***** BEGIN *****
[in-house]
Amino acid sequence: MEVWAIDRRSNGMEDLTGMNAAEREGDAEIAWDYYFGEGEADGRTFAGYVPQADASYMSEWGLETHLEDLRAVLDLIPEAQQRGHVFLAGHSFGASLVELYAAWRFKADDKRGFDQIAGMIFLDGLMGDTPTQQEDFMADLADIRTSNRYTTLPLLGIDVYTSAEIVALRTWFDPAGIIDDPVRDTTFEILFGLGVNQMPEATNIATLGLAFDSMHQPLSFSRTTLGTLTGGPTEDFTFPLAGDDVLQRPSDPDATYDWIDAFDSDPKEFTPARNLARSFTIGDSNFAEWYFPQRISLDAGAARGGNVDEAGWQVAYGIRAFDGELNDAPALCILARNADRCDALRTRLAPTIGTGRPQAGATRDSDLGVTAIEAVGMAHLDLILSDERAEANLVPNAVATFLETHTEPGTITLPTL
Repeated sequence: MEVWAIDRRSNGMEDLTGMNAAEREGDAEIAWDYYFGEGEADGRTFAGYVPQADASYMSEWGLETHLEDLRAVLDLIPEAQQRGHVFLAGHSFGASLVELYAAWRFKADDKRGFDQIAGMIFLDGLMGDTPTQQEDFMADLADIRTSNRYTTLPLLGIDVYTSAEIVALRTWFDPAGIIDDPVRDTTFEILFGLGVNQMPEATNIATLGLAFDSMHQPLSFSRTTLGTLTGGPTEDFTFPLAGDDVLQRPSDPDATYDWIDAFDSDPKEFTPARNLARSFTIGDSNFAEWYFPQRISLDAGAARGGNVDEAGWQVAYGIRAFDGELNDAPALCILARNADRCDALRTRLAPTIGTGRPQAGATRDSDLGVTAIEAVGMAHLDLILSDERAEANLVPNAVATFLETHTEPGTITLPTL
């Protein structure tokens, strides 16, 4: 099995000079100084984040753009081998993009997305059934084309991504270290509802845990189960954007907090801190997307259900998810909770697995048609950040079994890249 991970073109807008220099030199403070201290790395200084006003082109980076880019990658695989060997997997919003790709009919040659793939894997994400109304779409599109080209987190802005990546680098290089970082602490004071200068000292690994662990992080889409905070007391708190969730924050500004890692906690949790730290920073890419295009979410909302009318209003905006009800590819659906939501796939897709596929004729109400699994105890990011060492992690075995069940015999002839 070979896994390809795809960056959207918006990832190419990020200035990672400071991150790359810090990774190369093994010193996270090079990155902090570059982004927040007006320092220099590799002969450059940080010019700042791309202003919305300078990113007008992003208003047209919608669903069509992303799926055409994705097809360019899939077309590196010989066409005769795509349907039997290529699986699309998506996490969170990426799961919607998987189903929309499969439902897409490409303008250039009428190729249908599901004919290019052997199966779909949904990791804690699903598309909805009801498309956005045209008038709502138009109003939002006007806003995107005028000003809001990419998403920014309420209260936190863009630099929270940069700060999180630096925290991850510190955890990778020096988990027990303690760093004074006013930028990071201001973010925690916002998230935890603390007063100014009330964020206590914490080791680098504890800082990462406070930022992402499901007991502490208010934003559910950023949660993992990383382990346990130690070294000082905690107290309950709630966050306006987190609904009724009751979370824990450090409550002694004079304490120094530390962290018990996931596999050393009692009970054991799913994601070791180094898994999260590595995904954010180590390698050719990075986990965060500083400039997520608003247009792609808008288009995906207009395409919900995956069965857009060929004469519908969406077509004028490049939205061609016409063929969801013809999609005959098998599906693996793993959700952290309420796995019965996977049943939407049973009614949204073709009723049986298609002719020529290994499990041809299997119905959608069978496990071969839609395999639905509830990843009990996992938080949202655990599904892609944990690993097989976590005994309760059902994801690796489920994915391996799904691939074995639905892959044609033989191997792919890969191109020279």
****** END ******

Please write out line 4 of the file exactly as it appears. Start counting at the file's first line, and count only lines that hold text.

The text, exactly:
């Protein structure tokens, strides 16, 4: 099995000079100084984040753009081998993009997305059934084309991504270290509802845990189960954007907090801190997307259900998810909770697995048609950040079994890249 991970073109807008220099030199403070201290790395200084006003082109980076880019990658695989060997997997919003790709009919040659793939894997994400109304779409599109080209987190802005990546680098290089970082602490004071200068000292690994662990992080889409905070007391708190969730924050500004890692906690949790730290920073890419295009979410909302009318209003905006009800590819659906939501796939897709596929004729109400699994105890990011060492992690075995069940015999002839 070979896994390809795809960056959207918006990832190419990020200035990672400071991150790359810090990774190369093994010193996270090079990155902090570059982004927040007006320092220099590799002969450059940080010019700042791309202003919305300078990113007008992003208003047209919608669903069509992303799926055409994705097809360019899939077309590196010989066409005769795509349907039997290529699986699309998506996490969170990426799961919607998987189903929309499969439902897409490409303008250039009428190729249908599901004919290019052997199966779909949904990791804690699903598309909805009801498309956005045209008038709502138009109003939002006007806003995107005028000003809001990419998403920014309420209260936190863009630099929270940069700060999180630096925290991850510190955890990778020096988990027990303690760093004074006013930028990071201001973010925690916002998230935890603390007063100014009330964020206590914490080791680098504890800082990462406070930022992402499901007991502490208010934003559910950023949660993992990383382990346990130690070294000082905690107290309950709630966050306006987190609904009724009751979370824990450090409550002694004079304490120094530390962290018990996931596999050393009692009970054991799913994601070791180094898994999260590595995904954010180590390698050719990075986990965060500083400039997520608003247009792609808008288009995906207009395409919900995956069965857009060929004469519908969406077509004028490049939205061609016409063929969801013809999609005959098998599906693996793993959700952290309420796995019965996977049943939407049973009614949204073709009723049986298609002719020529290994499990041809299997119905959608069978496990071969839609395999639905509830990843009990996992938080949202655990599904892609944990690993097989976590005994309760059902994801690796489920994915391996799904691939074995639905892959044609033989191997792919890969191109020279």